Today we can announce another bit of news that makes us very happy! For a while, we’ve been looking for help in better engaging the academic community, involving it more in our roadmap decisions, and also understanding the needs of life scientists better. Consider this: We’re all social scientists, computer scientists and engineers here at Mendeley HQ, and we couldn’t pick this guy PubMed out of a police lineup.
Ok, I’m exaggerating (our next release of Mendeley Desktop, due next week, will enable manual PubMed ID lookups, and the next release after that will do PubMed lookups for all your PDFs automatically). However, the help we’ve been looking for has now arrived in the congenial, talented and Portuguese shape of Ricardo Vidal, author of My Biotech Life! You can see his picture on the top right, and his “silly microbe” design down on the left.
Ricardo will become our first “Community Liaison”. While continuing on with his graduate studies, he’ll also devote a few hours each week to interacting with other researchers on the blogosphere, Twitter, and other social media on Mendeley’s behalf.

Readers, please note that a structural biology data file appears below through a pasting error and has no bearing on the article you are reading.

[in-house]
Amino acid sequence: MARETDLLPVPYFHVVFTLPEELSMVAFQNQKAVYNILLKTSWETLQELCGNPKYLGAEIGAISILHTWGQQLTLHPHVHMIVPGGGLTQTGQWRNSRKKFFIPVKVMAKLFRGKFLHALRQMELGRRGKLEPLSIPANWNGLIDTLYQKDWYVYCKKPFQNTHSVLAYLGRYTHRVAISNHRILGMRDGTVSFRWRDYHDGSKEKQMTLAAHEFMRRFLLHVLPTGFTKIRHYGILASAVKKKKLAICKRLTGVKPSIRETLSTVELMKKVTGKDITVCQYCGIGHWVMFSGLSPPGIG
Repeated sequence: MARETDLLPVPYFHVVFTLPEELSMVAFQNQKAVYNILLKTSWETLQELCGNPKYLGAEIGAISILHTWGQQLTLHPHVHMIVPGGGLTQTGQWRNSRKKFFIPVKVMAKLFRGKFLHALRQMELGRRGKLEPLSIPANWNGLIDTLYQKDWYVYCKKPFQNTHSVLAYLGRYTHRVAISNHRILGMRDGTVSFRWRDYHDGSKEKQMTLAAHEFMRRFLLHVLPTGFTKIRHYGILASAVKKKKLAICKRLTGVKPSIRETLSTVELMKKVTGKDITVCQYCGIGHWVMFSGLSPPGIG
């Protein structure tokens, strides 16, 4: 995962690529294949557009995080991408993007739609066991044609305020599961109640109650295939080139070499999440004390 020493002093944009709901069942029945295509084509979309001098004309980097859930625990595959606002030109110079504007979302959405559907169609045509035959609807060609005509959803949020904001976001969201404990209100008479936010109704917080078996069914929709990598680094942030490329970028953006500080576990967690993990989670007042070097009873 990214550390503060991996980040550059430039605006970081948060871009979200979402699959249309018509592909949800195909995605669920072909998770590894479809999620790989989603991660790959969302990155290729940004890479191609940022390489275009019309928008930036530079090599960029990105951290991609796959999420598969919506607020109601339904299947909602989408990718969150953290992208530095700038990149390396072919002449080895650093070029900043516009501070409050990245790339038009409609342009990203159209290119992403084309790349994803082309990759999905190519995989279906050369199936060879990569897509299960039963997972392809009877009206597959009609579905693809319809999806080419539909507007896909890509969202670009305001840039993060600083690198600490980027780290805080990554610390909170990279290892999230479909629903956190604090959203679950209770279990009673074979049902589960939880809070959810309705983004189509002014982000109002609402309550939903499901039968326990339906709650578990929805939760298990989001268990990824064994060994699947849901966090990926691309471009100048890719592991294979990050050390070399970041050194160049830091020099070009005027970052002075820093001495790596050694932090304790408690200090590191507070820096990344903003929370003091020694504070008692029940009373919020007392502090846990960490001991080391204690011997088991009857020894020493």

I first came across Ricardo’s blog around June last year, because he had written an article about his research paper management needs. So I left a comment pointing him to Mendeley, and he asked for a few invitation codes to the then-ongoing private beta for his readers. We were happy to give him twenty, which were gone only hours after Ricardo offered them on his blog! We loosely stayed in touch ever since and were grateful for the continued support he’s given us over time.
For this announcement, I asked Ricardo to briefly introduce himself and describe why he decided to join us as a Community Liaison and what his hopes for Mendeley were. Here are his answers:
Let’s see… I’m currently concluding my Master of Engineering degree in Biological Engineering at the University of Algarve, in Southern Portugal. I’ve been blogging since 2006 at My Biotech Life and am also the co-founder of the DNA Network, a leading network of DNA-related blogs. I also produce (sometimes silly) biotech graphics and logos from time to time.
Why I joined
Besides the fact that I am terrible at keeping my digital papers in order on my laptop or online, I believe that Mendeley represents not only a two-in-one solution for research paper management but also comprises another aspect that I consider of extreme importance, networking. The ability to contact and share your work with researchers alike is invaluable.
Hope/vision for Mendeley
Looking at the progress that has taken place since Mendeley’s launch, I can only hope that things keep evolving as they are now. The roadmap looks promising and the user feedback can only make it a better piece of software as time goes by.
As it has been stated, I also envision Mendeley to become the “Last.fm for Research Papers” where user statistics and networking play a vital part in research, by providing easier access and interaction to scientific information.
Are you looking for a research job?